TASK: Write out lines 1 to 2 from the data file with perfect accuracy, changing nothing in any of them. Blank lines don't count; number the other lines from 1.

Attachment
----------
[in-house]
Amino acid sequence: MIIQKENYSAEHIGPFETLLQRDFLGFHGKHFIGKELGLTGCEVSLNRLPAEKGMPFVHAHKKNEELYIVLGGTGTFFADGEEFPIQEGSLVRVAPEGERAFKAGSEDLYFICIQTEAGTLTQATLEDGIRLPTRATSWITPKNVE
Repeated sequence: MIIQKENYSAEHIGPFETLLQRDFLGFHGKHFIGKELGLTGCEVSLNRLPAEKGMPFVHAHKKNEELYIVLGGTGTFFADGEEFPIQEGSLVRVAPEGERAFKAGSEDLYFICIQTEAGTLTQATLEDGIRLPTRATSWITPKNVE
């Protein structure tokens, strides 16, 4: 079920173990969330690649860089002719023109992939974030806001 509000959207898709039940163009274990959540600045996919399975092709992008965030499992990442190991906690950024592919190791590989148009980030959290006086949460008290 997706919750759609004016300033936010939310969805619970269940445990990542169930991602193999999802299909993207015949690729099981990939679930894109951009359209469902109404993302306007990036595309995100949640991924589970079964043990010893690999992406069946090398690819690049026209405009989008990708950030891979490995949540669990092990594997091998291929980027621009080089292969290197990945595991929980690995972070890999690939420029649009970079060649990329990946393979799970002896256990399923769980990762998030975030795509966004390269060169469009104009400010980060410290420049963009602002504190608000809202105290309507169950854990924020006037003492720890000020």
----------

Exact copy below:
[in-house]
Amino acid sequence: MIIQKENYSAEHIGPFETLLQRDFLGFHGKHFIGKELGLTGCEVSLNRLPAEKGMPFVHAHKKNEELYIVLGGTGTFFADGEEFPIQEGSLVRVAPEGERAFKAGSEDLYFICIQTEAGTLTQATLEDGIRLPTRATSWITPKNVE